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Napoleon Bonaparte

Biography

Napoleon standing with hand in vest
Napoleon Bonaparte by Jacques-Louis David
Biography:

Where did Napoleon grow up?

Napoleon Bonaparte was born on August 15, 1769 in the city of Ajaccio on the island of Corsica. His father was Carlo Buonaparte, an important attorney who represented Corsica at the court of the French King. He had four brothers and three sisters including an older brother named Joseph.

Early Life

Coming from a fairly wealthy family, Napoleon was able to attend school and get a good education. He went to a military academy in France and trained to become an officer in the army. When his father died in 1785, Napoleon returned to Corsica to help handle the family's affairs.

While in Corsica, Napoleon became involved with a local revolutionary named Pasquale Paoli. For a while he helped Paoli in fighting against the French occupation of Corsica. However, he later changed sides and returned to France.

French Revolution

While Napoleon was in Corsica, the French Revolution occurred in Paris, France. The people revolted against the King of France and took control of the country. The royal family and many aristocrats were killed.

Upon Napoleon's return, he allied himself with a radical group of the revolutionaries called the Jacobins. He received a position as the artillery commander at the Siege of Toulon in 1793. The city of Toulon was occupied by British troops and the British navy had control over the port. Napoleon came up with a strategy that helped to defeat the British and force them out of the port. His military leadership in the battle was recognized by the leaders of France and, at the young age of 24, he was promoted to the position of brigadier general.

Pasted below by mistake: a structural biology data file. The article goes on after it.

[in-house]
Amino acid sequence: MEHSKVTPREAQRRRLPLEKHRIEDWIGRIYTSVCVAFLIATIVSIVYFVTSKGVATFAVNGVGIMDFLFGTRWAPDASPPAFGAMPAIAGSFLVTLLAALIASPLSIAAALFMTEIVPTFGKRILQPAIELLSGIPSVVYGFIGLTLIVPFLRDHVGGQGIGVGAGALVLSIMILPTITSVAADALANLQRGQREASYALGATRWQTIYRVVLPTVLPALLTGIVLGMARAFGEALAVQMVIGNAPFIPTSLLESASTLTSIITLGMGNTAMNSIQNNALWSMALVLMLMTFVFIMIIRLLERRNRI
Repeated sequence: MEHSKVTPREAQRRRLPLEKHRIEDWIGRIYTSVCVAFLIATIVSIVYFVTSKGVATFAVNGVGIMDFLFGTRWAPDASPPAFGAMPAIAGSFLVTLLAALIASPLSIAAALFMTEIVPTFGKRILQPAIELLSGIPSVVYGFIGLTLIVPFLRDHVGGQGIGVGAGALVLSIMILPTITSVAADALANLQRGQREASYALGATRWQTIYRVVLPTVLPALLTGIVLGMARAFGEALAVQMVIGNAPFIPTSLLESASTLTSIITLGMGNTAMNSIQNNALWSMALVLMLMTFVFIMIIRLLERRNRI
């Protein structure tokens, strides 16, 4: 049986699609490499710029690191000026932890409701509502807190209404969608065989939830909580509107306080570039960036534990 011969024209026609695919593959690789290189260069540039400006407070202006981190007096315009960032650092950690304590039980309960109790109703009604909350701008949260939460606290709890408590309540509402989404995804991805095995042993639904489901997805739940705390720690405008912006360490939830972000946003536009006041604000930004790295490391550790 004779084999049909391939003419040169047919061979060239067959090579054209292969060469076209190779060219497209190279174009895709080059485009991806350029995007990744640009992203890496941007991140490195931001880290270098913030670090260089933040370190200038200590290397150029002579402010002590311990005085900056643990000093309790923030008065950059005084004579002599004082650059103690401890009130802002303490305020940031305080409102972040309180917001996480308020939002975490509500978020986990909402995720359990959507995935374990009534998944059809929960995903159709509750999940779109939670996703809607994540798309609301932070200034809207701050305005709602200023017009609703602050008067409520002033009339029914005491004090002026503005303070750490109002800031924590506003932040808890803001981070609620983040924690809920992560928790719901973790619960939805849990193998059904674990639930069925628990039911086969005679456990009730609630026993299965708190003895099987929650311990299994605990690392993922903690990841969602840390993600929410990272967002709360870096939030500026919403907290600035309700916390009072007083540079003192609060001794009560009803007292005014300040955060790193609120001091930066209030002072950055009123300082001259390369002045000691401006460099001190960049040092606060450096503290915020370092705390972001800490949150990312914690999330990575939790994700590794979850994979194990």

Military Commander

In 1796, Napoleon was given command of the French army in Italy. When he arrived in Italy, he found the army to be poorly organized and losing to the Austrians. Napoleon, however, was an ambitious man and a brilliant general. He used superior organization in order to move troops rapidly around the battlefield so they would always outnumber the enemy. He soon drove the Austrians out of Italy and became a national hero.

Becoming Dictator

After leading a military expedition in Egypt, Napoleon returned to Paris in 1799. The political climate in France was changing. The current government, called the Directory, was losing power. Together with his allies, including his brother Lucien, Napoleon formed a new government called the Consulate. Initially, there were to be three consuls at the head of the government, but Napoleon gave himself the title of First Consul. His powers as First Consul essentially made him dictator of France.

Ruling France

As the dictator of France, Napoleon was able to institute a number of government reforms. One of these reforms was the famous Napoleonic Code. This code said that government positions would not be appointed based on a person's birth or religion, but on their qualifications and ability. This was a big change in the French government. Before the Napoleonic Code, high positions were given to aristocrats by the king in return for favors. This often led to incompetent people in important positions.